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Research paper
Effects of vitamin D supplementation on cognitive function and blood Aβ-related biomarkers in older adults with Alzheimer’s disease: a randomised, double-blind, placebo-controlled trial

Abstract

Objective Our study aimed to assess the effect of a 12-month vitamin D supplementation on cognitive function and amyloid beta (Aβ)-related biomarkers in subjects with Alzheimer’s disease (AD).

Methods This was a randomised, double-blind, placebo-controlled trial. 210 AD patients were randomly divided into intervention and control groups. Participants received 12-month 800 IU/day of vitamin D or starch granules as placebo. Tests of cognitive performance and Aβ-related biomarkers were measured at baseline, 6 months and 12 months.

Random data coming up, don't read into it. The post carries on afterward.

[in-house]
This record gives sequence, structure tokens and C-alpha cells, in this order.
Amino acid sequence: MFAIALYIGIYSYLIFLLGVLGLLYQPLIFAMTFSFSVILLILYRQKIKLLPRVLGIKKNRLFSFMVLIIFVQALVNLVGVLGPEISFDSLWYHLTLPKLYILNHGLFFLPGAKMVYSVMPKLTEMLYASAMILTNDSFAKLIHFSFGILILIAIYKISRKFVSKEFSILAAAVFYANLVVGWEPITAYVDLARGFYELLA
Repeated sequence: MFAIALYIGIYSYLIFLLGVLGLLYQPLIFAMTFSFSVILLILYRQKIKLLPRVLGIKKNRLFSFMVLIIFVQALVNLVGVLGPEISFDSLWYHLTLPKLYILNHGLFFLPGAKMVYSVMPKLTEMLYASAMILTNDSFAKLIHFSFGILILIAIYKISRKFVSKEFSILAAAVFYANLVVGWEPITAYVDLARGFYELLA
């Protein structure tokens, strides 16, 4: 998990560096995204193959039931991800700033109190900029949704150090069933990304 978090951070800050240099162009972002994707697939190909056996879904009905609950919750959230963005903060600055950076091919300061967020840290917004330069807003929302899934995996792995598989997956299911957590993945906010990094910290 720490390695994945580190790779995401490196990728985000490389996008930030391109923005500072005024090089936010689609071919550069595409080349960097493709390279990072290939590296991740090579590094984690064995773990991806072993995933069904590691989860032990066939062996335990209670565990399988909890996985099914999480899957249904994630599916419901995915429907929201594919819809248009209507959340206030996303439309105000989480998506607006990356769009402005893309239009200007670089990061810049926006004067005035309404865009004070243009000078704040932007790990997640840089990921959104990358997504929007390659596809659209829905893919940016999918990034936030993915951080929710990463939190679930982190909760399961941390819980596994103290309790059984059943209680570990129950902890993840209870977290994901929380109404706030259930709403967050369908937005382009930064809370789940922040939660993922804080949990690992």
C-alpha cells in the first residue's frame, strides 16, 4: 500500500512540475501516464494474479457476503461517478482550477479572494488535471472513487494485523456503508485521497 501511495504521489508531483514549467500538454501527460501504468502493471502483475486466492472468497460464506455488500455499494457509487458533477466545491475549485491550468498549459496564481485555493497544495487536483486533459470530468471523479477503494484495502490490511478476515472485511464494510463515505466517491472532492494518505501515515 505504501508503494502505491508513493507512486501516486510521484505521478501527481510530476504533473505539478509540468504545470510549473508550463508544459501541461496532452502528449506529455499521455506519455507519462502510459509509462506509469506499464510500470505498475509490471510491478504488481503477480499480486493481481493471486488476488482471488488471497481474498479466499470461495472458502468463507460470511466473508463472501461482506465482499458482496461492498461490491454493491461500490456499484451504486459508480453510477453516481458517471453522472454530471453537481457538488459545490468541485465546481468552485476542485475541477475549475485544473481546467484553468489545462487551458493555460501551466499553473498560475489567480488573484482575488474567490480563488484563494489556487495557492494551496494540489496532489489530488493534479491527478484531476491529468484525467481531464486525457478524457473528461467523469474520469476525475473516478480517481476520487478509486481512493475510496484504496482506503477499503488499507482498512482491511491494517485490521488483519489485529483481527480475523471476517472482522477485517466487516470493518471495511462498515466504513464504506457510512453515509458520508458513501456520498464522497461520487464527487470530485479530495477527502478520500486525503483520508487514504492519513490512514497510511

Results Repeated-measures analysis of variance showed significant improvements in plasma Aβ42, APP, BACE1, APPmRNA, BACE1mRNA (p<0.001) levels and information, arithmetic, digit span, vocabulary, block design and picture arrange scores (p<0.05) in the intervention group over the control group. According to mixed-model analysis, vitamin D group had significant increase in full scale IQ during follow-up period (p<0.001).

Conclusions Daily oral vitamin D supplementation (800 IU/day) for 12 months may improve cognitive function and decrease Aβ-related biomarkers in elderly patients with AD. Larger scale longer term randomised trials of vitamin D are needed.

Trial registration number ChiCTR-IIR-16009549.

  • Alzheimer’s disease
  • vitamin D
  • cognitive function
  • Aβpeptide
  • randomised controlled trial
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